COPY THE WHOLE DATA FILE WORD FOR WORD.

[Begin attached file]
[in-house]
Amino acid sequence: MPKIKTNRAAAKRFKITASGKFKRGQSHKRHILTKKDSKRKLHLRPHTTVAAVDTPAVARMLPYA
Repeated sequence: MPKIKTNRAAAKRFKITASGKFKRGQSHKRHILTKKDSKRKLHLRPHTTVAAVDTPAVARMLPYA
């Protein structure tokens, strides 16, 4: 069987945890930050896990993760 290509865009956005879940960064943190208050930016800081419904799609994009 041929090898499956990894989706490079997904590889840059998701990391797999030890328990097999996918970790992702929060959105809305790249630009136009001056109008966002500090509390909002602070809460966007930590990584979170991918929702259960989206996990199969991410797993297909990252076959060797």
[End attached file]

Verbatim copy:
[in-house]
Amino acid sequence: MPKIKTNRAAAKRFKITASGKFKRGQSHKRHILTKKDSKRKLHLRPHTTVAAVDTPAVARMLPYA
Repeated sequence: MPKIKTNRAAAKRFKITASGKFKRGQSHKRHILTKKDSKRKLHLRPHTTVAAVDTPAVARMLPYA
């Protein structure tokens, strides 16, 4: 069987945890930050896990993760 290509865009956005879940960064943190208050930016800081419904799609994009 041929090898499956990894989706490079997904590889840059998701990391797999030890328990097999996918970790992702929060959105809305790249630009136009001056109008966002500090509390909002602070809460966007930590990584979170991918929702259960989206996990199969991410797993297909990252076959060797």